Handling knew he had an appealing audience because his sponsors had told him so: “We deliver an audience for them that is crucial,” Handling observed, “and they get excited about that audience.” Handling knew that he needed to leverage the similarity between the Toronto audience and the rest of the world to provide a financial incentive to the industry and to create a story for the media and coverage for stars. But how? By what mechanism could he do that?
It was through the People’s Choice Award, which was already in the Festival’s repertoire but not placed front and centre. Handling recognised that the People’s Choice Award could be a signal to producers and distributors of what would really sell in the commercial market; if it became a centerpiece of the Festival, it would create a story for the media and a draw for the stars. And it turned out that he couldn’t have been more right. The People’s Choice Award has since become a prized and globally recognised laurel. Why? The last five winners of the People’s Choice award at Toronto, including Slumdog Millionaire and Precious, went on to earn a whopping average of $103 million and a slew of Oscar nominations.
Handling leveraged the greatest benefit of the inclusive model – a large and engaged audience – to deliver the greatest benefit of the exclusive model – buzz (and through buzz, industry engagement). He recognised the relationship between resonance with a wide, representative audience at a community festival and eventual success at the North American box office. He saw that success amongst the crowds in Toronto could be a predictor of a film’s success more broadly. The growth of the Toronto International Film Festival on the back of Handling’s insight has been remarkable. It has become, to paraphrase Handling, the gateway to the North American film market. Handling aptly demonstrates the gains that are possible when we dig into competing causal logics, seeking a way to integrate them thoughtfully and strategically, rather than mashing them together without insight or analysis.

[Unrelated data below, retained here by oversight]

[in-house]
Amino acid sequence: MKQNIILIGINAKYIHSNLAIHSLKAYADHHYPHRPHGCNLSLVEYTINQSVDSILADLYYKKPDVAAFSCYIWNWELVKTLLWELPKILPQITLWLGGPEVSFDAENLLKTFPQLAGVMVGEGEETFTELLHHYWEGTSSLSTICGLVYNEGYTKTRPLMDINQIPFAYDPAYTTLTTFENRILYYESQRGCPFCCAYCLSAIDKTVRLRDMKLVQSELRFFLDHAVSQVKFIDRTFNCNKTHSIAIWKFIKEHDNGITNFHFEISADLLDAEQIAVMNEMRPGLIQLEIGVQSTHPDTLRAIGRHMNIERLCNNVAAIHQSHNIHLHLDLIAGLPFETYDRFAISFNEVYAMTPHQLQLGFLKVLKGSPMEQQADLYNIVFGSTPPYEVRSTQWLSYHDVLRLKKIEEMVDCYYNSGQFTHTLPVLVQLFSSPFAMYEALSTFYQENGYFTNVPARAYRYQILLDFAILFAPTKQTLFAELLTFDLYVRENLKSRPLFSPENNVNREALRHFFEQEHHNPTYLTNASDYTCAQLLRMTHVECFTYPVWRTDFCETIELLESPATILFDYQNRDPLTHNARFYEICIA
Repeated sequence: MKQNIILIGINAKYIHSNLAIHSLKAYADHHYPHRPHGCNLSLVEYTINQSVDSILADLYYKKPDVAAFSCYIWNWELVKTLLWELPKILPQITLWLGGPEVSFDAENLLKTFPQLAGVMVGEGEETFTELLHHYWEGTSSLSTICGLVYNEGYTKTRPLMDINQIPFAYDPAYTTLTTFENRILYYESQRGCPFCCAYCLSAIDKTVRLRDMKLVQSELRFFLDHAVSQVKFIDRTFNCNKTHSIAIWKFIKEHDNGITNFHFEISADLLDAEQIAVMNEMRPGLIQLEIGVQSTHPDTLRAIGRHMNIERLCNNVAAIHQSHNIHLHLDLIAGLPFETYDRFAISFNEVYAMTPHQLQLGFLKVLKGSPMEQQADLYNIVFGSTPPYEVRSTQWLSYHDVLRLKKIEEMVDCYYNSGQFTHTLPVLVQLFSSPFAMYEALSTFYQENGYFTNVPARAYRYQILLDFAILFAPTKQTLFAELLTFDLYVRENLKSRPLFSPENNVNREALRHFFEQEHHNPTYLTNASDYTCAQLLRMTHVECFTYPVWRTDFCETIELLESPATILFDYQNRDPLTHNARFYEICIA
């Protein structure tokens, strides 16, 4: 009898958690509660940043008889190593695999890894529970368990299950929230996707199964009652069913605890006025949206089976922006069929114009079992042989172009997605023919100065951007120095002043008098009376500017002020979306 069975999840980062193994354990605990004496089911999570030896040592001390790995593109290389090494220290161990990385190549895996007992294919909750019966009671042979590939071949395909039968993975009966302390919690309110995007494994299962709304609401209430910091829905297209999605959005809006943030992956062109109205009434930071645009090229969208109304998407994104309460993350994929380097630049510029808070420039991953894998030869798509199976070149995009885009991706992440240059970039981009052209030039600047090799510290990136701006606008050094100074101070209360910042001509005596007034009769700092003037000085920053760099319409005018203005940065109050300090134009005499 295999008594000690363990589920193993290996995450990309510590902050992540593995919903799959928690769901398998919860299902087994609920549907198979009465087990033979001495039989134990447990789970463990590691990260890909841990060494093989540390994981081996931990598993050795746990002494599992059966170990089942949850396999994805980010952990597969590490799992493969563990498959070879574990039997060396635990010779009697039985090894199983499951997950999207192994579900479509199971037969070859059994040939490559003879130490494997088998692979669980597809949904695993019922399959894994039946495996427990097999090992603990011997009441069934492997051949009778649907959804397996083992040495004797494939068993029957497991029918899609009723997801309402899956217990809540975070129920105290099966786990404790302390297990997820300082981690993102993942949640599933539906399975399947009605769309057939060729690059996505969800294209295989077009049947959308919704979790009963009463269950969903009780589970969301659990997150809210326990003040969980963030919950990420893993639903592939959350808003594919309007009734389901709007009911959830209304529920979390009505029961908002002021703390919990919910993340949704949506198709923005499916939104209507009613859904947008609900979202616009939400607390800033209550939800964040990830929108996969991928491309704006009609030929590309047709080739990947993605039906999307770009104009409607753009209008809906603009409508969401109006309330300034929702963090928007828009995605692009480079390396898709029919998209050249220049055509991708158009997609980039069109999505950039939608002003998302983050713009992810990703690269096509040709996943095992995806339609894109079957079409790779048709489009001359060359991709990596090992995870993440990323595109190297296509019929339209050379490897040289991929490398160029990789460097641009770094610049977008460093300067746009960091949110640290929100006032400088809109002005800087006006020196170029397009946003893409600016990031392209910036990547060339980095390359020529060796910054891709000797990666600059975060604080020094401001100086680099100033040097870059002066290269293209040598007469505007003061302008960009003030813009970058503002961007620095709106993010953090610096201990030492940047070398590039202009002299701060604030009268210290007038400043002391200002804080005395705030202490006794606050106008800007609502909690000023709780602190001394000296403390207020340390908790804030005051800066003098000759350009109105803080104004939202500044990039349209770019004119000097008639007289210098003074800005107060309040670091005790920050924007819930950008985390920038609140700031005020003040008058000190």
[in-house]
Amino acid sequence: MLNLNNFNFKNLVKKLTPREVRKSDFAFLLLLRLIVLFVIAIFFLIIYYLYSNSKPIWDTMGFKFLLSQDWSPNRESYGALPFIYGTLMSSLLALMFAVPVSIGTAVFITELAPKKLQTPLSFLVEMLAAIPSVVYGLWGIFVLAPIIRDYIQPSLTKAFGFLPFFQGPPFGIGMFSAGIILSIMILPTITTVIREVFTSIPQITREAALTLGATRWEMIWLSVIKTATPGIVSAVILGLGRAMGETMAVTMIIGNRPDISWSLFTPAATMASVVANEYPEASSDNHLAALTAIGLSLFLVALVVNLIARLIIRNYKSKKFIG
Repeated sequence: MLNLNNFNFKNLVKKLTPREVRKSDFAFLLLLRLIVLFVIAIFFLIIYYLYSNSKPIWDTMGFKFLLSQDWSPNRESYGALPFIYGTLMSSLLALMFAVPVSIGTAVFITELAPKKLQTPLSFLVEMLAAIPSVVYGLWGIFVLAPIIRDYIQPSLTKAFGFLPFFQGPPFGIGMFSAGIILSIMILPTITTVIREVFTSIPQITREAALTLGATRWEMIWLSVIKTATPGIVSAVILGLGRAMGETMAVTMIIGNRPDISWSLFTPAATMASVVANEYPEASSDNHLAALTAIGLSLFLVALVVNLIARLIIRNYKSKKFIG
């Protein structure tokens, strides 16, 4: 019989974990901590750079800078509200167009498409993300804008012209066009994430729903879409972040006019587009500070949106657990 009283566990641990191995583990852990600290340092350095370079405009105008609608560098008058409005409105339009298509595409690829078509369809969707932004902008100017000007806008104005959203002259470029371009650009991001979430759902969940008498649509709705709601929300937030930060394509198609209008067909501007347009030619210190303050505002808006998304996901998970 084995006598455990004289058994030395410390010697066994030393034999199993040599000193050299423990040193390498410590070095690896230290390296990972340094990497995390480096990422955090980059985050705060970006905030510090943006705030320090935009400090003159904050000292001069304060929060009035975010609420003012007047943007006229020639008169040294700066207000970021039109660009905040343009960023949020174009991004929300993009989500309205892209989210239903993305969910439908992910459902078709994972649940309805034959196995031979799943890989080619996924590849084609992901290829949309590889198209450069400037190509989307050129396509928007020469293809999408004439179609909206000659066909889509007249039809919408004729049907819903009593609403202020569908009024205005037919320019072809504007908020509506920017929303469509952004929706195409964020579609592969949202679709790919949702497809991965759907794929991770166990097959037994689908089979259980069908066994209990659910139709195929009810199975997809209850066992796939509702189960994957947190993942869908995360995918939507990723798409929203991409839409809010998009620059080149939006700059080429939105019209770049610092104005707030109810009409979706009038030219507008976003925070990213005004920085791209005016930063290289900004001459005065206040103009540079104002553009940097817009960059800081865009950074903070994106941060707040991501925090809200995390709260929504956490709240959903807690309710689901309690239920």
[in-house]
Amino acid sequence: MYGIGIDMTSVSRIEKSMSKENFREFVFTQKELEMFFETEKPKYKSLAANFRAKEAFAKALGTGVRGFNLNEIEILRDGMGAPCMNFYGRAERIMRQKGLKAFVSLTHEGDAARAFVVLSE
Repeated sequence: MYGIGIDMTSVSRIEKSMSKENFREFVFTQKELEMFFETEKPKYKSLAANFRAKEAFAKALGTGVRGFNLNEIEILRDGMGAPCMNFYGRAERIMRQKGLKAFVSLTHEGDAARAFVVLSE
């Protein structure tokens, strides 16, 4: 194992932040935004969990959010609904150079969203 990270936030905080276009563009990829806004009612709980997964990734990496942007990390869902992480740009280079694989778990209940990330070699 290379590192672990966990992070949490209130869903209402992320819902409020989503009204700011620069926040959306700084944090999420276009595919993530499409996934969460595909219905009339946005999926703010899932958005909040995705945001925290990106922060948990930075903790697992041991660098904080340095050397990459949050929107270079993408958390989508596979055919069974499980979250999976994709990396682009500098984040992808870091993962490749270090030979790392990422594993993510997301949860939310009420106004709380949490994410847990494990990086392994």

Thus, we can say that Integrative thinkers embrace the idea that causal relationships are murky, confounding and complex. They explicitly attempt to understand the full scope of the relationships, from multiple perspectives, to build a robust causal model. They ask: ‘Under what conditions does X cause Y? What is the driving force fuelling this relationship? And what are the mechanisms underlying it?’ In so doing they dive deeper to resolve the tensions between models, rather than pretending they don’t exist.
At various times, we all fail to think through the causal logic of our choices carefully and explicitly. By following the example of integrative thinkers, we can learn to take a more sophisticated and rigorous approach to thinking through causal relationships. By putting in the necessary thinking work, and refusing to accept unattractive trade-offs, we can unleash our ability to build new and better models and create value for the world.